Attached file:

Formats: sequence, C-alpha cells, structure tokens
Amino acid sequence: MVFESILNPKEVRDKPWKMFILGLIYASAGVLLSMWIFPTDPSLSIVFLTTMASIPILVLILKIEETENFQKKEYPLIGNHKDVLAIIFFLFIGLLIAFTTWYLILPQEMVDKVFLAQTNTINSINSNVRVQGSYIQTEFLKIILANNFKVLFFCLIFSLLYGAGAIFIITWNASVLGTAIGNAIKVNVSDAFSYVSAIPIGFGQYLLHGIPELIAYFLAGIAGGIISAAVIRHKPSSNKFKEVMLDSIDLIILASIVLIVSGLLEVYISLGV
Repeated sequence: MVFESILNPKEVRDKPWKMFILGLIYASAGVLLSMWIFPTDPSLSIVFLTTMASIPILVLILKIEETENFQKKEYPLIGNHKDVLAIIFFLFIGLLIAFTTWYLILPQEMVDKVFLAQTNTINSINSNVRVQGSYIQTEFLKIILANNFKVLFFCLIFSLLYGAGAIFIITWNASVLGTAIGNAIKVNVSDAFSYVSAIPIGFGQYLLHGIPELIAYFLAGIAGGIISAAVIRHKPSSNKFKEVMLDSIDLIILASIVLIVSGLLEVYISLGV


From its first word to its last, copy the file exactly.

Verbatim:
Formats: sequence, C-alpha cells, structure tokens
Amino acid sequence: MVFESILNPKEVRDKPWKMFILGLIYASAGVLLSMWIFPTDPSLSIVFLTTMASIPILVLILKIEETENFQKKEYPLIGNHKDVLAIIFFLFIGLLIAFTTWYLILPQEMVDKVFLAQTNTINSINSNVRVQGSYIQTEFLKIILANNFKVLFFCLIFSLLYGAGAIFIITWNASVLGTAIGNAIKVNVSDAFSYVSAIPIGFGQYLLHGIPELIAYFLAGIAGGIISAAVIRHKPSSNKFKEVMLDSIDLIILASIVLIVSGLLEVYISLGV
Repeated sequence: MVFESILNPKEVRDKPWKMFILGLIYASAGVLLSMWIFPTDPSLSIVFLTTMASIPILVLILKIEETENFQKKEYPLIGNHKDVLAIIFFLFIGLLIAFTTWYLILPQEMVDKVFLAQTNTINSINSNVRVQGSYIQTEFLKIILANNFKVLFFCLIFSLLYGAGAIFIITWNASVLGTAIGNAIKVNVSDAFSYVSAIPIGFGQYLLHGIPELIAYFLAGIAGGIISAAVIRHKPSSNKFKEVMLDSIDLIILASIVLIVSGLLEVYISLGV